Once, our own Jim Ceaser summoned forth an evocative dialogue between Con and Pomocon . The drama hinged on how compatible were the two concerning those Three A’s — affectation, authenticity, and authority. Though their subtle advances and defenses could never be mistaken for the likes of Ashton Kutcher and Brittany Murphy’s, it is fair to say a certain amount of eros was in the air, with Con accusing Pomocon, I believe, of a certain deficiency in erotic longing for reality and its authority.

If ever a celebrity there was who could bridge the apparent Con-Pomocon gap without merely celebrating their diversities, one would think Benjamin Disraeli should qualify. Lord Beaconsfield is something of a champion or touchstone for “reform conservatives,” for whom ‘government’ is not by definition ‘the problem’ and for whom ‘accomodating to the times’ is at least occasionally inevitable and at least periodically salutary. Yet accomodationism Back Then meant kicking political progress forward so as to keep intact a far more conservative social order than any to be jealously guarded by the heterodox-cons of today. In a nice irony, the reformocon’s enfant terrible , Reihan Salam, has hinted at some of the subtler relationships between accomodationism and History by denying Sam Tanenhaus the pleasure of tracing a continguous Beaconsfieldian tradition back from (say) Chambers to Diz to Burke. Adding to the funhouse aspect of it all, Andrew Sullivan continues in pursuit of a certain style of Oakeshottian accomodationism — a strain of conservatism read out entirely by the wide-enough-ranging Tanenhaus — and Alasdair MacIntyre remains on record as denying Burke the pleasure of his own identity, which for MacIntyre was an opportunistic and tawdry exercise in proto-pomocon performance art.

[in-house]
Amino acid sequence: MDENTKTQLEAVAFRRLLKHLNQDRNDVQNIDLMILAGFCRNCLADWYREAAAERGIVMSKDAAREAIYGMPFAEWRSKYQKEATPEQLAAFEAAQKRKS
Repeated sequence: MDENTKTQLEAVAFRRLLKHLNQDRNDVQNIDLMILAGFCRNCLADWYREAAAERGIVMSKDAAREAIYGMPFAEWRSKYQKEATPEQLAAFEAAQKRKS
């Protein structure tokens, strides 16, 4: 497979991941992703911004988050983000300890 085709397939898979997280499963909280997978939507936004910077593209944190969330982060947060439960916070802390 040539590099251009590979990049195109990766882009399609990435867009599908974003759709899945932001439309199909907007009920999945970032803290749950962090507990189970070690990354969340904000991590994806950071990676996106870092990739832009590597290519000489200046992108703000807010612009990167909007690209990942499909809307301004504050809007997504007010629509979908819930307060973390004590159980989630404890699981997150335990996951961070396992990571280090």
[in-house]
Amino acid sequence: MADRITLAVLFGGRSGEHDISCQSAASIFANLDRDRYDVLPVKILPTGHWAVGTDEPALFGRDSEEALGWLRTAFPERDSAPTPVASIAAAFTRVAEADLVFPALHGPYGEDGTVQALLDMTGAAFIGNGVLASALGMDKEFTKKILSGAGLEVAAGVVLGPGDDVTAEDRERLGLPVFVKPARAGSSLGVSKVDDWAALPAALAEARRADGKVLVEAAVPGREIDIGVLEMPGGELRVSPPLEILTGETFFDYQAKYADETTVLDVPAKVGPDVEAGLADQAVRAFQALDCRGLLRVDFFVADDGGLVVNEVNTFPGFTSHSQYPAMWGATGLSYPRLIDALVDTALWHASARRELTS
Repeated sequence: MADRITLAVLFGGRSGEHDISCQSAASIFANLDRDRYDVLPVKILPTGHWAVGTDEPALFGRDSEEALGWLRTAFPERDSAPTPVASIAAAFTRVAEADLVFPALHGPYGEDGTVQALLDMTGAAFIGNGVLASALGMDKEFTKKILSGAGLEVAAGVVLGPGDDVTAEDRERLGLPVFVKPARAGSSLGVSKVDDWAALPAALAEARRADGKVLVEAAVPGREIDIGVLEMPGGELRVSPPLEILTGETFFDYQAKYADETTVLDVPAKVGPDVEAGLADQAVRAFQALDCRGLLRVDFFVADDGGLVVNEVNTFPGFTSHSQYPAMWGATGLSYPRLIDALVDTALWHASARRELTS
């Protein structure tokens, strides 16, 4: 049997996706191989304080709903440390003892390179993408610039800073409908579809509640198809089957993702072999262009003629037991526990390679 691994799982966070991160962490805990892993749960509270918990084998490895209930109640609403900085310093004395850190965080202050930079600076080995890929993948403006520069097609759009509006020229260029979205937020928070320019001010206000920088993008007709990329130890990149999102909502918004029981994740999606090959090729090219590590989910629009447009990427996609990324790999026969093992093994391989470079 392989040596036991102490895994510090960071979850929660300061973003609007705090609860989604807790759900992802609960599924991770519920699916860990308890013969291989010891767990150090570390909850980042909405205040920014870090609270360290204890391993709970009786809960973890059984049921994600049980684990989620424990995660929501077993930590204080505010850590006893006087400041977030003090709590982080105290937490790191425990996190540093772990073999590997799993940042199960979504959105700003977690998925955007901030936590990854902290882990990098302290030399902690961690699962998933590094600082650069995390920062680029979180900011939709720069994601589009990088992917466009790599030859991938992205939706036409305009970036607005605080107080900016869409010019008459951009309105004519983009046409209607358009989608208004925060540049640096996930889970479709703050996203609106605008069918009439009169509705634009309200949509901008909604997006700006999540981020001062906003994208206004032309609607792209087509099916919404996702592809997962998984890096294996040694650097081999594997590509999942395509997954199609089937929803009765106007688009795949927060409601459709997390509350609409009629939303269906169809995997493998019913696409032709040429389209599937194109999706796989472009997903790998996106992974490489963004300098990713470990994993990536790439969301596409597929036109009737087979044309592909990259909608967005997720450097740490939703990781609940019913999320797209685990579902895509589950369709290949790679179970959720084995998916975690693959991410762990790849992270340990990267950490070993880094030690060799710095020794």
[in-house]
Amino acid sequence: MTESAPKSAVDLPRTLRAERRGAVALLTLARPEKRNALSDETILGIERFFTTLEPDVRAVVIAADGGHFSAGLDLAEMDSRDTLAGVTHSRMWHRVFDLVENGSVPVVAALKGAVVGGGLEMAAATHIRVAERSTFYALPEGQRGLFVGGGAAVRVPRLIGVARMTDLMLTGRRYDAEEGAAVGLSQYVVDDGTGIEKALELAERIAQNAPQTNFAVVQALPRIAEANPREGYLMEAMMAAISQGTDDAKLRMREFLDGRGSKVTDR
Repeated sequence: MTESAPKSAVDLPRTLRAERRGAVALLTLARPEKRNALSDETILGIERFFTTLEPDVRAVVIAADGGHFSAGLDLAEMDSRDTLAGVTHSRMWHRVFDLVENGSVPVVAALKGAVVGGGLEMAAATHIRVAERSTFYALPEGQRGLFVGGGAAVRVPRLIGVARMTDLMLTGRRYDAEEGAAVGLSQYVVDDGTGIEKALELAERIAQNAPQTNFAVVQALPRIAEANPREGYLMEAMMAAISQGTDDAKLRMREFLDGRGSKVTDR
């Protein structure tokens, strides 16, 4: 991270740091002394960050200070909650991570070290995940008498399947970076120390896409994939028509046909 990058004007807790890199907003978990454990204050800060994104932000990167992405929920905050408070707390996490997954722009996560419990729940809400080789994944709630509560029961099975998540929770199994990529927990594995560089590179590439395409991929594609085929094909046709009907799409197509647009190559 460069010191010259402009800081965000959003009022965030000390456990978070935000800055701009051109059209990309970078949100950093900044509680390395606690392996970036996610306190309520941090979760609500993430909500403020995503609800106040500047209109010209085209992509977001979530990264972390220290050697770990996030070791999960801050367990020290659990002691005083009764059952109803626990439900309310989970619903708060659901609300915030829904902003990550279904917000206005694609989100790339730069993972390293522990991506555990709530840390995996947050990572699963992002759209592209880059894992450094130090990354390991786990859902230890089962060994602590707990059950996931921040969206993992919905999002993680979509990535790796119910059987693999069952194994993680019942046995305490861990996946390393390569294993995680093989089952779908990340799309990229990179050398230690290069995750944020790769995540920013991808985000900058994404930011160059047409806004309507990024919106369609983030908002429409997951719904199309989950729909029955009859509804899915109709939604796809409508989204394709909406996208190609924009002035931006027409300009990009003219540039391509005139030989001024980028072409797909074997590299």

If MacIntyre is at all successful in giving Burke-friendly conservatives pause, and if Tanenhaus, whatever the faults of his broader diagnosis of ‘movement conservatism’, is right to see a tradition or throughline of sorts running from Burke to Disraeli to ‘us’, who is to tell us, then, what to think of Disraeli? Disraeli, who appeared to synthesize so well all the conflicting currents of conservatism. He was as near as anyone to embodying that thing MacIntyre also hasn’t a kind word for, the Judeo-Christian tradition; he was a Prime Minister and a novelist; he was a conservative and a dandy. Yet in no way was Disraeli a shorthand or stand-in for his times. Disraeli was not a consequence of The Way We Live Now. More plausibly he was a one-off — I mean this as praise — but, for that reason, he raised certain possibilities suitable for mass adoption (or at least imitation) that resonate today.

On precisely that ground did Anthony Trollope consign him to the boo-hiss side of his big book of reckoning, An Autobiography (Vol. II, 84-86):